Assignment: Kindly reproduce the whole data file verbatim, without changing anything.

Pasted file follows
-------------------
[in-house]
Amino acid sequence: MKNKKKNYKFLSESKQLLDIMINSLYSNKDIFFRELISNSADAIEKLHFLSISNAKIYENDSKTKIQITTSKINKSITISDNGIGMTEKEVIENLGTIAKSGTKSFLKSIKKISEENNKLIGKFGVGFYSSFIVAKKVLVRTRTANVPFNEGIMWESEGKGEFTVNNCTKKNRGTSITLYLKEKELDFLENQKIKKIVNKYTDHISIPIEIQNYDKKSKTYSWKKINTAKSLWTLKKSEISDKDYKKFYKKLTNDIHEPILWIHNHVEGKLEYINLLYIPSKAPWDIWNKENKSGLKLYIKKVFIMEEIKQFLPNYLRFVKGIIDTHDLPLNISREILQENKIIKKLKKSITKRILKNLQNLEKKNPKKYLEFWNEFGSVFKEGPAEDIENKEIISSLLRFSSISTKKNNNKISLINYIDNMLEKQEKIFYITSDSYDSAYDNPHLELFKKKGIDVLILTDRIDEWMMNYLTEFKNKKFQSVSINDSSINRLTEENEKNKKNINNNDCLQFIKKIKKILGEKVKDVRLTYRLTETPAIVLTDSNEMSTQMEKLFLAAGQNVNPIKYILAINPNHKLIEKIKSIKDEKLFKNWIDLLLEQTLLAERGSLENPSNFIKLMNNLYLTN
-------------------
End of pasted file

[in-house]
Amino acid sequence: MKNKKKNYKFLSESKQLLDIMINSLYSNKDIFFRELISNSADAIEKLHFLSISNAKIYENDSKTKIQITTSKINKSITISDNGIGMTEKEVIENLGTIAKSGTKSFLKSIKKISEENNKLIGKFGVGFYSSFIVAKKVLVRTRTANVPFNEGIMWESEGKGEFTVNNCTKKNRGTSITLYLKEKELDFLENQKIKKIVNKYTDHISIPIEIQNYDKKSKTYSWKKINTAKSLWTLKKSEISDKDYKKFYKKLTNDIHEPILWIHNHVEGKLEYINLLYIPSKAPWDIWNKENKSGLKLYIKKVFIMEEIKQFLPNYLRFVKGIIDTHDLPLNISREILQENKIIKKLKKSITKRILKNLQNLEKKNPKKYLEFWNEFGSVFKEGPAEDIENKEIISSLLRFSSISTKKNNNKISLINYIDNMLEKQEKIFYITSDSYDSAYDNPHLELFKKKGIDVLILTDRIDEWMMNYLTEFKNKKFQSVSINDSSINRLTEENEKNKKNINNNDCLQFIKKIKKILGEKVKDVRLTYRLTETPAIVLTDSNEMSTQMEKLFLAAGQNVNPIKYILAINPNHKLIEKIKSIKDEKLFKNWIDLLLEQTLLAERGSLENPSNFIKLMNNLYLTN